1994-2001Assistant Professor, School of Materials Science,Japan Advanced Institute of Science and Technology,2001-2004Associate Professor, School of Materials Science, Japan Advanced Institute of Science and Technology,2004-2011Professor, Department of Chemistry, University of Tsukuba,2011- Professor, Institute for Chemical Research (ICR), Kyoto University,2014-2017Emeritus Visiting Professor, Jinan University (China),2018- Specially Appointed Professor, Tokyo Institute of Technology,2016-2018Head of Collaborative Station, Joint Usage/Research Center, ICR,2018-Head of Collaborative Station, International Joint Usage/Research Center, ICR,2018-Associate Member, Science Council of Japan,2016-Vice President, The Society of Nano Science and Technology,2019-Associate Editor, Chemical Science (RSC)2019-Advisory Board, ChemNanoMat (Wiley VCH)
After initially working as a lecturer and later senior lecturer at Bar-Ilan University, in 1984 Dr Shlomo Havlin became a full professor at the university. He has been conducting research as a specially appointed professor at the Advanced Data Analysis and Modeling Unit, Tokyo Institute of Technology, since 2016. His research, based on theoretical physics, spans a broad range of topics, from basic research on the function of DNA sequences at the molecular level to the examination of social and economic networks and modelling of climate change at a global level. In 2018, he was awarded the Israel Prize, the most prestigious award in Israel, for his basic and applied research in statistical physics and complex networks. He is internationally recognized as a leading authority in complex network risk management and recently has made important contributions in COVID-19 related risk management research.
After serving as an assistant professor at Keio University and an associate professor at Future University Hakodate, Prof, Takayasu joined the Tokyo Institute of Technology as an associate professor, subsequently becoming a full professor. As a leader of the Advanced Data Analysis and Modeling Unit, she has assembled world-class researchers who utilize big data owned by public and private entities to conduct integrated analyses of everyday social phenomena from a scientific viewpoint. Based on these data, she is attempting to mathematically describe changes that occur in diverse social settings through econophysics, system sciences, modeling, optimization, and machine learning. In light of the ongoing COVID-19 crisis, she has recently devoted herself to the derivation of basic mathematical models to guide planning and strategies to balance infection prevention with economic considerations.
Dr. Pentelute initially served as an assistant professor at the Massachusetts Institute of Technology, where he was promoted to associate professor in 2016. Since 2019, he has been a specially appointed associate professor at Tokyo Institute of Technology. He is an up-and-coming researcher specializing in devices allowing efficient and selective protein modification, as well as peptide synthesis for the delivery of drugs to cells. He invented a fully automated high-speed flow machine that produces amide bonds thousands of times faster than commercially available instruments, and has achieved library synthesis of modified proteins for studying protein folding and function. His group is also active in the development of peptide macrocycle molecules that destroy cancer and therapeutic antibody complexes for the treatment of a range of diseases. He is currently collaborating with an interdisciplinary group of researchers at the WRHI Satellite Lab, aiming to develop materials that facilitate drug discovery.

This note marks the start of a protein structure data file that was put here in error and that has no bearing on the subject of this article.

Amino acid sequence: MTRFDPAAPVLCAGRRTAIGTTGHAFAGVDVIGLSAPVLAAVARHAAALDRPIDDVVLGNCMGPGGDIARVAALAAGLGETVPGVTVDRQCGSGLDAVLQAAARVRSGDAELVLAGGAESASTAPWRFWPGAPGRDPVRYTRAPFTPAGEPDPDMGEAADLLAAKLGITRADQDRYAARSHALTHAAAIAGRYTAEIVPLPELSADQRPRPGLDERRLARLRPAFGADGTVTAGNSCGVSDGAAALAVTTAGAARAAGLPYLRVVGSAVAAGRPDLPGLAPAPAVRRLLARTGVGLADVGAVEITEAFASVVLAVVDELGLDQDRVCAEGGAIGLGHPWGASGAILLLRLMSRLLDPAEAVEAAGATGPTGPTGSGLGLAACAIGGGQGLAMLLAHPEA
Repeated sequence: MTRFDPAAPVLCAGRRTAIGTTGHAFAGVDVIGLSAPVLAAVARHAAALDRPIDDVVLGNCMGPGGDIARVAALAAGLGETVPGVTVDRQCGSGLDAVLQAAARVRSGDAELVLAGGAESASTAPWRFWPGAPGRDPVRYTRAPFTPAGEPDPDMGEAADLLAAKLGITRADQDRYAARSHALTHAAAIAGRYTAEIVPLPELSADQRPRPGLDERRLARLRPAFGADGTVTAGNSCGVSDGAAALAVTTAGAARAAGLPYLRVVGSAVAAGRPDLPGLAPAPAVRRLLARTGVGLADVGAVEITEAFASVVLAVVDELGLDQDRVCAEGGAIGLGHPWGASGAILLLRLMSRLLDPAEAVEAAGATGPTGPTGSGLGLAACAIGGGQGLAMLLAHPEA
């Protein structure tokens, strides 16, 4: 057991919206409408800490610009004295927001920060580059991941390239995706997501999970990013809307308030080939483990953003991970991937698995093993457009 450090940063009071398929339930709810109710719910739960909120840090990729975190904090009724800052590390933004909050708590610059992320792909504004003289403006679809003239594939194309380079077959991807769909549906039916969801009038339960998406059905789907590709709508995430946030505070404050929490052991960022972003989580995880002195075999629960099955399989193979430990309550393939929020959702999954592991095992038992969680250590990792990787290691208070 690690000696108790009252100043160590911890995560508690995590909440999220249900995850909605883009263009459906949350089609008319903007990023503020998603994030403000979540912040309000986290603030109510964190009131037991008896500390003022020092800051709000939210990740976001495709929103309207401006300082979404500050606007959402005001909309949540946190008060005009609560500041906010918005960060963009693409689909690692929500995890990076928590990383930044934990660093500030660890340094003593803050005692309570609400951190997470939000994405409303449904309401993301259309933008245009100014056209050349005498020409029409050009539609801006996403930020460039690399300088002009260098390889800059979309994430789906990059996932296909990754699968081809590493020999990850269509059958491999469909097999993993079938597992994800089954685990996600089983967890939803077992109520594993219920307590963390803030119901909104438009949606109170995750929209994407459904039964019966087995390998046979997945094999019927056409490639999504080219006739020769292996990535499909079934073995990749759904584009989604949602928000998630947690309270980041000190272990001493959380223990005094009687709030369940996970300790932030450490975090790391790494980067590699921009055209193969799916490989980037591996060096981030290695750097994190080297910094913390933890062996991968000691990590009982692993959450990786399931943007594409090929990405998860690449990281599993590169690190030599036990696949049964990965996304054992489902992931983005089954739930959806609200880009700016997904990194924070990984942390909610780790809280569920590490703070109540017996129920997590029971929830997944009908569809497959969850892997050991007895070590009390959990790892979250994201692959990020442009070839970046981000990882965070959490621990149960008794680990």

Dr. Zehnacker-Rentien was promoted to 1st Class Director at the CNRS (French National Centre for Scientific Research) in 2016. She was assigned as a specially appointed professor at the Laboratory of Chemistry and Life Sciences, Tokyo Tech, in 2019. Her research tackles the structure and dynamics of molecular clusters in supersonic molecular beams using laser spectroscopy, work that is highly regarded worldwide for her direct spectroscopic observation of chiral recognition in molecular clusters. At the WRHI Satellite Lab, she is deepening her international collaborative network through research employing advanced laser spectroscopes (including cooled ion trap spectroscopy) that allow for the clear visualization of intermolecular interactions. Through her collaboration with Tokyo Tech, she aims to uncover the molecular recognition mechanisms of biomolecules and supramolecules.
Dr. Osamu Watanabe has been executive vice president for research at Tokyo Institute of Technology (Tokyo Tech) since April 2018. He is also director of the Open Innovation Platform, an organization within Tokyo Tech that promotes joint research with industry, where he facilitates collaborative projects that encompass all stages of the research commercialization process, from new business development to social implementation. Prior to his current position, Watanabe was dean and professor at Tokyo Tech’s School of Computing. During his career, he also served as senior scientific research specialist at the Ministry of Education, Culture, Sports, Science and Technology, lecturer and associate professor at Tokyo Tech’s School of Engineering, and Ky Fan visiting associate professor at the University of California, Santa Barbara. Watanabe specializes in theoretical computer science (computational complexity theory, algorithm theory).